churches on Sunday morning to mingle with your team during a
    continental breakfast or coffee break. Your guests can ask your
    volunteers questions to help you assess who’s struggling (because
    sometimes they won’t tell you) and what’s working (because
    sometimes we get home-blind and don’t see all the good
  6. Conferences — Send teachers to a conference,
    and make sure they drive together. Their discussions before and
    after the event are sometimes even richer than the conference
    itself. It’s especially helpful for conference attendees to wrestle
    together with how they’ll apply what they learned.
  7. Tag-Team Training — Match new recruits with
    experienced volunteers for one class. Then have the new recruits
    share what they’ve learned. This is a great way to get your veteran
    teachers — who may feel they can’t learn anymore — to learn how
    to transfer their years of knowledge relationally.
  8. NIMBY (Not In My Backyard) Day — Give your
    Sunday school teachers a day off to visit another church, then have
    them report what they saw. Because most teachers have families that
    they’d bring with them, include the stories of children in those
    reports. Print the reports in your monthly newsletter or weekly
    teaching tip sheet. Or simply have your “scouts” tell their stories
    to your other volunteers at a coffee meeting or planning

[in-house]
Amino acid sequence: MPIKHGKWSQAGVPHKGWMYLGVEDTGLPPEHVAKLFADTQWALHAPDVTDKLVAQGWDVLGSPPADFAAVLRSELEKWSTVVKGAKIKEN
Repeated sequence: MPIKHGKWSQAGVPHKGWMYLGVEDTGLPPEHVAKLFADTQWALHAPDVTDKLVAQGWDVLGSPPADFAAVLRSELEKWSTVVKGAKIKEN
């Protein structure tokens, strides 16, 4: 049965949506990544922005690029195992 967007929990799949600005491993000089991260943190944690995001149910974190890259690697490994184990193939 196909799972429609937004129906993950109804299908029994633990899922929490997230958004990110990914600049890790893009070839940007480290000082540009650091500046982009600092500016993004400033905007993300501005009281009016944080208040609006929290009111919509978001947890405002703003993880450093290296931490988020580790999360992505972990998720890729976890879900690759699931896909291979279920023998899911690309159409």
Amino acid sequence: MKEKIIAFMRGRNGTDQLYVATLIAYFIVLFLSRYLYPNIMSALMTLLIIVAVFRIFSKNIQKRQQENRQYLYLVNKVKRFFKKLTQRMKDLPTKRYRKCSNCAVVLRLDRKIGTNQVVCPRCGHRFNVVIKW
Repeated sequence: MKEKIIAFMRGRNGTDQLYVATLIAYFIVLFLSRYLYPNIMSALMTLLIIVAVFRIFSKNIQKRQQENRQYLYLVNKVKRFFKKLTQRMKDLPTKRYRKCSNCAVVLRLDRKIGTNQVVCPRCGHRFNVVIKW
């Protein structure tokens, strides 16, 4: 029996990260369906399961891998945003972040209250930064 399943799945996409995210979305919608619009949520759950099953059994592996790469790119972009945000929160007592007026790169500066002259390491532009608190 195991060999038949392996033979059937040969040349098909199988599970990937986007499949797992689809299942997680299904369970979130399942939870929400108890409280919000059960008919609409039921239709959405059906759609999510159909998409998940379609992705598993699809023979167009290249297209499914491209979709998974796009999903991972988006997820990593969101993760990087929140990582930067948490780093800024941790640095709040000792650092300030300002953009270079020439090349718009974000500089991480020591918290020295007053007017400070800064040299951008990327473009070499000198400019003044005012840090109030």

9. Task Force — Do the above assignment but with
    a twist. Assign volunteers different ministry aspects to research,
    then have them share what they learn. Empower them to make the
  10. Prayer — Organize prayer groups with no more
    than six people. As your volunteers pray together, they’ll also
    encourage one another and share helpful training insights.
  11. Testimony Night — A night to honor kids turns
    in to kids giving testimonies about specific volunteers who’ve
    changed their lives. Take photos to put in your newsletter, and add
    specifics that’ll help your volunteers see the big picture. It’s
    important for your volunteers to see the results of their labor in
    the hearts of changed lives.
  12. Online Tutor — Send an email with some great
    Web sites that have ideas you know your volunteers can use. Or send
    your volunteers to’s Children’s Ministry
    Magazine Live Training Institute. Your volunteers can read one of
    22 brief tutorials and then answer three questions related to the
    topic. Push one button, and they fire off an email to you to let
    you know they’ve completed a training piece.
  13. Email Training Tips — Send out a weekly
    teacher’s tip sheet via email! Let your teachers know that you’re
    praying for them. List prayer requests, birthdays, anniversaries,
    and helpful hints. A good way to do this and solicit some
    discussion is to offer a “problem of the week” where people can
    email a solution. Post answers in your next newsletter.
  14. Book Club — Many volunteers love to learn on
    their own. Their best approach to instruction is self-discovery. So